- Ensure regular account activity by setting up automatic transfers, payments, etc.
- Keep your contact information current so you don’t miss any notifications from your bank regarding your account.
- Contact your bank (even if you are not making a transaction) to let them know that the account is still active.
Closure Due to Excessive Overdrafts
When you make transactions and payments from your account that amount to more than the funds in the account, you will overdraw the account, meaning that it will have a negative balance. The length of time your account can be negative before the bank closes it will vary by bank and can be anywhere from 30 days to three months or more. You can usually find information about how long you can have a negative balance before your account is closed in your bank’s deposit account agreement.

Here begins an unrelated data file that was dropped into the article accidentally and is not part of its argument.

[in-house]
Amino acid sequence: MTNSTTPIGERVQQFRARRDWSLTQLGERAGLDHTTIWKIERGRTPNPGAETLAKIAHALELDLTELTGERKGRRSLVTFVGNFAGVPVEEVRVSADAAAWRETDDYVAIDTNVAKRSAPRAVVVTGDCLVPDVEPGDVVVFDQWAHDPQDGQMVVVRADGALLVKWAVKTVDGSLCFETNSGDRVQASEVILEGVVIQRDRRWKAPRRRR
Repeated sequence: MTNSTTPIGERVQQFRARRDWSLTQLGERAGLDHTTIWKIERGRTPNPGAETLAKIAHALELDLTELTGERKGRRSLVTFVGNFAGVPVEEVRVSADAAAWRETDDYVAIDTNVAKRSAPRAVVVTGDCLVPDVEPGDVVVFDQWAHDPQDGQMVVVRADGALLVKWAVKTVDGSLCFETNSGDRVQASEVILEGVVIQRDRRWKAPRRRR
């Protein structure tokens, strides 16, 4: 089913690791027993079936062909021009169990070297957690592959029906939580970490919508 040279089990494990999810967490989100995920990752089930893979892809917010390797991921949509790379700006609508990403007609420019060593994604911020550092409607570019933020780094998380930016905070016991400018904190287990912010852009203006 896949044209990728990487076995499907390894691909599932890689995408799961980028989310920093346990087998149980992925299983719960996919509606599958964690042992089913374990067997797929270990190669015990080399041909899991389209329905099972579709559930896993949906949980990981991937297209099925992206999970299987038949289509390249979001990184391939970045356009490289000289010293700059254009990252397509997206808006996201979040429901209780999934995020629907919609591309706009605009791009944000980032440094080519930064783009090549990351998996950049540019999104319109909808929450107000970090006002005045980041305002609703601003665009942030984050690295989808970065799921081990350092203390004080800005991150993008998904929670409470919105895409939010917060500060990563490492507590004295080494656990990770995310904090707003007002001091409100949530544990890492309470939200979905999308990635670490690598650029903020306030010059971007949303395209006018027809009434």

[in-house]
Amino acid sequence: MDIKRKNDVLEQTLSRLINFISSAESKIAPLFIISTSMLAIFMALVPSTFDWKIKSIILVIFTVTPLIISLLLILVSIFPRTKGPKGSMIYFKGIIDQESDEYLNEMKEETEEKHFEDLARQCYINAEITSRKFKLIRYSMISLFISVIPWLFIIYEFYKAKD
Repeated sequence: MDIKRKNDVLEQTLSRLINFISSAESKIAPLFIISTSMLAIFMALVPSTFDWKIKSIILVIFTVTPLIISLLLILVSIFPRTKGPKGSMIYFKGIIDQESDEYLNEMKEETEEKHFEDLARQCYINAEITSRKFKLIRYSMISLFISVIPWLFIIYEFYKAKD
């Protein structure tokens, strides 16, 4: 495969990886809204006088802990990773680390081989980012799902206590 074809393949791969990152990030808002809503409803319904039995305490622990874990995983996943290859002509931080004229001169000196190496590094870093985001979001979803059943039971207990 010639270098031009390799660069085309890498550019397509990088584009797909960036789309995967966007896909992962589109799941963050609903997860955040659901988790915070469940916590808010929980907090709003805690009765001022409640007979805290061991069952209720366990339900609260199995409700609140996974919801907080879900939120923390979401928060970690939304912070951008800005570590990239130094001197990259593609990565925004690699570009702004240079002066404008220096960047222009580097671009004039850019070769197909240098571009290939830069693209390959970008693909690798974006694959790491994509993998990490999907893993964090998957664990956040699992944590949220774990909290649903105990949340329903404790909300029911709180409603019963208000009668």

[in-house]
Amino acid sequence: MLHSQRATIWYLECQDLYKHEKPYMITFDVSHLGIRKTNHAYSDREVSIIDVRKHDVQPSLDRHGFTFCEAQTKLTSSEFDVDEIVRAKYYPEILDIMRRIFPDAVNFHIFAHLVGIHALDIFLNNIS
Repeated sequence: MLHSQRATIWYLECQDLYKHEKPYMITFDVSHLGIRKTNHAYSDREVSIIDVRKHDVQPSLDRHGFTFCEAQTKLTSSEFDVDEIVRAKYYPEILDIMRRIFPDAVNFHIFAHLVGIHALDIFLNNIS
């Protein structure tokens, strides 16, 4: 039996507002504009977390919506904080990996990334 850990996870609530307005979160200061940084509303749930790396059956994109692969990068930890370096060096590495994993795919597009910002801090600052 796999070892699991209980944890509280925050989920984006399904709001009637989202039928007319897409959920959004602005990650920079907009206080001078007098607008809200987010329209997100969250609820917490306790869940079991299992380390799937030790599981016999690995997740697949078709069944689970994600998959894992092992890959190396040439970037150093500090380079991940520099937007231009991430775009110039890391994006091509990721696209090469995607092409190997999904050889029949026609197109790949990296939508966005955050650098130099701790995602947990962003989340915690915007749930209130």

Most banks will charge hefty overdraft fees, and some have limits on the number of overdraft transactions you can make in a period of time. Our previous research includes specific information about bank overdraft fees and policies.
Reopening the Account
Whether or not you can reopen a bank account that’s closed because of overdrafts depends on the specific bank’s policies, as well as the amount and frequency of the overdrafts.
In general, if your account is closed because the balance has been negative for too long, you can reopen it by paying the negative balance, which usually includes your transactions plus overdraft fees for each item that bounced. You can check your bank’s account agreement for specific information.
However, if your account is closed because of a high frequency or recurring pattern of overdrafts, you will likely be unable to reopen it. You will still have to pay off your negative balance and any associated fees. Note that your bank may report this type of account closure to ChexSystems account verification. This will make it difficult for you to open an account at another bank.